Thousands Sign a Petition to Help Two Cold Dogs in Michigan

A woman read a Facebook post about the German Shepherds left outside when it was 40 below zero.


I hate to start off a piece by stating the blindingly obvious, but for a lot of the country, it is COLD outside right now. The Northeast and Midwest are facing a brutal winter that’s colder than anything seen in the U.S. for 20 years. Even in places like Atlanta, where they’re used to having relatively mild winters, people are looking for the thickest, warmest coats they can find. (Side note: Before we even get into it, no, this extreme cold does not mean that climate change is a myth made up by rogue scientists and political pundits; please look up the difference between climate and weather before commenting.)

For hardworking dog writers like myself, the cold weather means a lot of stories about cold dogs. Just this morning, Michael Leaverton wrote about a dog who froze to the ground; yesterday, I wrote about how 40 dogs were seized from a puppy farm in New York because they were left outside with little protection.

Today, the news gives us yet another story about dogs stuck out in the cold. An online petition is asking Michigan Gov. Rick Snyder and the Kalamazoo Mayor Bobby Hopewell to remove two German Shepherds from their owner because the dogs have been left out in the cold. As of this writing, the petition has gotten almost 3,800 signatures since it was launched on Jan. 8 (which is a day ago, as of this writing).

The story of the petition shows the odd nature of politics on the Internet. Even though the dogs live in Kalamazoo, the petition was started by Sharon Rushen, a resident of New Jersey. Rushen was inspired when Kristan Daniel used Facebook to write about her concerns regarding her neighbors’ dogs. She also contacted local television station WWMT, which did a story on the dogs and talked to their owner, Donnie Anderson. And then, as they say, the story went viral.

Temperatures in Kalamazoo are hitting minus-40 if you factor in wind-chill factor. Anderson told the news crew that his dogs were very well taken care of, and that they were born outside and stay outside. When police checked out Daniel’s complaint about the dogs, they said that Anderson was in compliance with the law, which requires that dogs have enough food, water, and shelter to keep them from losing body condition.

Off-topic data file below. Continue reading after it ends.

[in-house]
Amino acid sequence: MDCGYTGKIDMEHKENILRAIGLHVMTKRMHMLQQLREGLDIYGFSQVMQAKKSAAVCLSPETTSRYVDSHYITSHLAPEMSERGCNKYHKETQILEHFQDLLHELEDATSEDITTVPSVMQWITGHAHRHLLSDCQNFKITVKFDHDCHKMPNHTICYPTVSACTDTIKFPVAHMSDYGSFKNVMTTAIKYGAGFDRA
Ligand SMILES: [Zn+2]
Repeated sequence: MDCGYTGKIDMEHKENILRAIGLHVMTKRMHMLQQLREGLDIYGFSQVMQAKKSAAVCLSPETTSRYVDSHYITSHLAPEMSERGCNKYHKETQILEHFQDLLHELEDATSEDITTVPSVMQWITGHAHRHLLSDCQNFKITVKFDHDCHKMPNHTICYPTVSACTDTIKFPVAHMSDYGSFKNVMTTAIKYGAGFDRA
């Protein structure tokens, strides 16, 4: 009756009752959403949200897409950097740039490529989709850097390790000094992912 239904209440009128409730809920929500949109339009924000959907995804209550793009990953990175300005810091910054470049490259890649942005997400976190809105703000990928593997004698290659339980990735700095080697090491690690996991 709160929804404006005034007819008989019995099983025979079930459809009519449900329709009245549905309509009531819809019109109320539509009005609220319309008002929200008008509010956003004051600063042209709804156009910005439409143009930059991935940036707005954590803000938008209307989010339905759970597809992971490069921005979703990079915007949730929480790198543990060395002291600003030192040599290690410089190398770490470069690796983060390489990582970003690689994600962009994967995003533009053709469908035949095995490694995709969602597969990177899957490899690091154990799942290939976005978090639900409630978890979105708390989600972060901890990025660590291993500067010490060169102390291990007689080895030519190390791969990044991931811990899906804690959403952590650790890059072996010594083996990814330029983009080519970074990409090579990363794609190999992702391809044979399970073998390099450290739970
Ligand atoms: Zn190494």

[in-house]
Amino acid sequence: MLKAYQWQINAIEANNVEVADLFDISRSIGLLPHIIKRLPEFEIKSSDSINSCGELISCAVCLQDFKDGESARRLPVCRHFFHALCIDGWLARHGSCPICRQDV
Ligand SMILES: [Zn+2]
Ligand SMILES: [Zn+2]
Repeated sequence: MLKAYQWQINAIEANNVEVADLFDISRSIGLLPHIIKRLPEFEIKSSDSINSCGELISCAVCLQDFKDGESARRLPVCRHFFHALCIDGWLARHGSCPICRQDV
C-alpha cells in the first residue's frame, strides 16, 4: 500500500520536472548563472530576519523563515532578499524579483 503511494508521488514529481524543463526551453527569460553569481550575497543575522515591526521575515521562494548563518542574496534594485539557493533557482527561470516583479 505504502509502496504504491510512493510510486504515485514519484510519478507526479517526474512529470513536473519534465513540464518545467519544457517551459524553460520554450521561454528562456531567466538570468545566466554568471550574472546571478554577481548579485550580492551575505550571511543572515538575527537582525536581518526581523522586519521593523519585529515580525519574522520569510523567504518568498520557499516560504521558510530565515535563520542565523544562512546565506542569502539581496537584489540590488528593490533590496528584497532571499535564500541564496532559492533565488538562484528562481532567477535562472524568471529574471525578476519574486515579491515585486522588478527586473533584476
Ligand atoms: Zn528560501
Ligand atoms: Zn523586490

Daniel told that “I think there needs to be stricter laws for specific weather conditions like these. I don’t think any pet should be left outside. It’s just too cold.”

Nevertheless, she has very mixed feelings about the petition.

“I think it’s great but I don’t want people to think I’m doing this because it’s my neighbors, because it’s more about all animals,” she said. “I just feel like for all animals, something needs to change.”

She also alleges that this is not new for Anderson, and she claims that one of his dogs died last year and remained in the cage all day before the body was taken away. (The petition alleges that the dog froze to death, but I can’t find a mention of cause on Daniel’s Facebook page.)

The social media campaign does seem to be having an effect on Anderson. Yesterday, Daniel wrote on Facebook that he had taken the dogs in and given them fresh straw in their cages when he came out in the morning.

Like I said at the beginning, it is really, really cold outside these days. Forty below is nothing to sneeze at, and I think most people would recommend bringing dogs inside when the temperature drops that low. Daniel also alleges that although the dogs have food and water, both have been frozen by the cold.

But is a petition to the governor, started by a woman in another state, going after the problem with an awfully big stick? The petition says nothing about making the changes that Daniel mentions; it’s all about getting the authorities to take two dogs away from one man, Donnie Anderson. That seems like an awful lot of sound and fury that, in the end, accomplishes little. It’s genuinely good to see people showing concern for the health of dogs, whether they’re in the neighborhood or far away. But if you petition only for one or two dogs at a time, it will be a very long time before real change gets made.

Via MLive and WWMT

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